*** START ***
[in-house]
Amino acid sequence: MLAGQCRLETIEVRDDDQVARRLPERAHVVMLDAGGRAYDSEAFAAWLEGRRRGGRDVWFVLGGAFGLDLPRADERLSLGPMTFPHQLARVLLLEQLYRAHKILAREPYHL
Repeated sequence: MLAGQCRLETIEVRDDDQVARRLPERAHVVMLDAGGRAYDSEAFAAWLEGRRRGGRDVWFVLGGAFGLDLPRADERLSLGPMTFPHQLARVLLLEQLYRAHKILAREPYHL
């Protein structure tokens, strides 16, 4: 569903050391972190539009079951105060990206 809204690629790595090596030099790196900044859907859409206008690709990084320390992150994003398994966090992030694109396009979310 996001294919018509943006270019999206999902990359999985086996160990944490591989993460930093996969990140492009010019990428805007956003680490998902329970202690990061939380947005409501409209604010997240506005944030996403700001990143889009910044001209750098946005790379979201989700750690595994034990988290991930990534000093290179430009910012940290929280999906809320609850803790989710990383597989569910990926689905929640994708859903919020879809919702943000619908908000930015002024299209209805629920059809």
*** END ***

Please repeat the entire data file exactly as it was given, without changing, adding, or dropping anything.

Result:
[in-house]
Amino acid sequence: MLAGQCRLETIEVRDDDQVARRLPERAHVVMLDAGGRAYDSEAFAAWLEGRRRGGRDVWFVLGGAFGLDLPRADERLSLGPMTFPHQLARVLLLEQLYRAHKILAREPYHL
Repeated sequence: MLAGQCRLETIEVRDDDQVARRLPERAHVVMLDAGGRAYDSEAFAAWLEGRRRGGRDVWFVLGGAFGLDLPRADERLSLGPMTFPHQLARVLLLEQLYRAHKILAREPYHL
């Protein structure tokens, strides 16, 4: 569903050391972190539009079951105060990206 809204690629790595090596030099790196900044859907859409206008690709990084320390992150994003398994966090992030694109396009979310 996001294919018509943006270019999206999902990359999985086996160990944490591989993460930093996969990140492009010019990428805007956003680490998902329970202690990061939380947005409501409209604010997240506005944030996403700001990143889009910044001209750098946005790379979201989700750690595994034990988290991930990534000093290179430009910012940290929280999906809320609850803790989710990383597989569910990926689905929640994708859903919020879809919702943000619908908000930015002024299209209805629920059809």